Mondays are usually for picture posts, something short and sweet and simple for me to put on the blog on busy Monday mornings. But this is not a typical Monday morning. It is a Monday morning swathed in the shadows of unnecessary death and grief.

There are so many things to be said, but the most important thing to be said right now is this: I grieve. I grieve for the loss of young, innocent life, at Sandy Hook Elementary School, and anywhere else children are senselessly killed at the hands of adults.

We try to tell ourselves that monsters hide in our nightmares and haunt us only in the darkest hours, even though we know this is not true. Monstrosity hides in the depths of the human heart; we all know it, and most of us are capable of controlling it. But sometimes the illusion is shattered, and we find that it takes but one dark, monstrous heart to bring destruction upon us. No matter how it reveals itself – whether in the terrorizing of one person or in the massacre of two dozen – we are reminded that monsters are closer than we think.

My hope for this Monday is that we deal with the monsters in our own hearts and remind ourselves that light can fight the dark. I’m not going to play the role of an armchair expert. I’m not a professional psychologist. I’m not a forensic investigator. I know very little about current gun law. I have my opinions, but I don’t believe this is the place to air them. Besides which, they are only my opinions, based only on my observations and beliefs. They are not going to change the outcome of what happened at Sandy Hook Elementary on Friday.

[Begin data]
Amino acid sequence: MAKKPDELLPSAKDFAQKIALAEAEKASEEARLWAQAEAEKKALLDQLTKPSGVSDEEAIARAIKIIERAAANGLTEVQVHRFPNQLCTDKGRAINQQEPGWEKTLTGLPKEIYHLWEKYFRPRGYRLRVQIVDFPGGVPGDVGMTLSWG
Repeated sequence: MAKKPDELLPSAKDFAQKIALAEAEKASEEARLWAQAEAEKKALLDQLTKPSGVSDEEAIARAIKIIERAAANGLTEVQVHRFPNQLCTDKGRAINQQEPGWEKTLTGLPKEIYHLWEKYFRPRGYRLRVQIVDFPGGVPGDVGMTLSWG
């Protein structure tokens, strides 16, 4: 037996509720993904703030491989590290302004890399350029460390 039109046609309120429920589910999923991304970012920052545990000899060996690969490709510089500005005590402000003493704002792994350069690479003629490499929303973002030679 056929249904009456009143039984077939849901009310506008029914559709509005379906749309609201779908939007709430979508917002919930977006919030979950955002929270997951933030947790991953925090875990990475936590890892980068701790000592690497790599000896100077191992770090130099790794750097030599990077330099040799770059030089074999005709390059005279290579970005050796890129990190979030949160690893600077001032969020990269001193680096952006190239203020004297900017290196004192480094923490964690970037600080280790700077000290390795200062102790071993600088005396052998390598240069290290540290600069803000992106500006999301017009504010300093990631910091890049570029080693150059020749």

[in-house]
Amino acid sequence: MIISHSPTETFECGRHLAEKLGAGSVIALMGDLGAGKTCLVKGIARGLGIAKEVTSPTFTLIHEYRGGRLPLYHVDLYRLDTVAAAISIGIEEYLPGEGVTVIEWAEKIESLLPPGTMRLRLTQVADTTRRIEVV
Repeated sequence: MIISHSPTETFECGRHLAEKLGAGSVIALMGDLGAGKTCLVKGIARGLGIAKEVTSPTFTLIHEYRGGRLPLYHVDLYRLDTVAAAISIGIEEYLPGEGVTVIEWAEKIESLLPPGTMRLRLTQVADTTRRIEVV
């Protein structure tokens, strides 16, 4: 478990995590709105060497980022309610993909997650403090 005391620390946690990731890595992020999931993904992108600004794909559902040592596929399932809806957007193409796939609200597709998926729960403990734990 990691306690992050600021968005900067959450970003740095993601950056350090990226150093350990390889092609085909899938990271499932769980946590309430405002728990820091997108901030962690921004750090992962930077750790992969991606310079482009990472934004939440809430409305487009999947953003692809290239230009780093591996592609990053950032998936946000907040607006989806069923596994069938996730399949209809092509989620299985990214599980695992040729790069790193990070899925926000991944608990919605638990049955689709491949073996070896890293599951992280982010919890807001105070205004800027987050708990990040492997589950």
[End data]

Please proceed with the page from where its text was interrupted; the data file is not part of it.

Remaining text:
This blog is a place for my grief, and so here I will grieve. I know how it is to lose a child, but I cannot imagine the pain a mother endures when her child is taken from her so violently. But still I grieve, and still I do my best to guard against the fear and the sorrow that have become such an ever-present part of my life.

And I will do what I have been trying to do for the past fifteen months – I will try to live my life as the best person I can be: shattered by grief, held together only by the fragile but tenacious presence of a hope for a better future.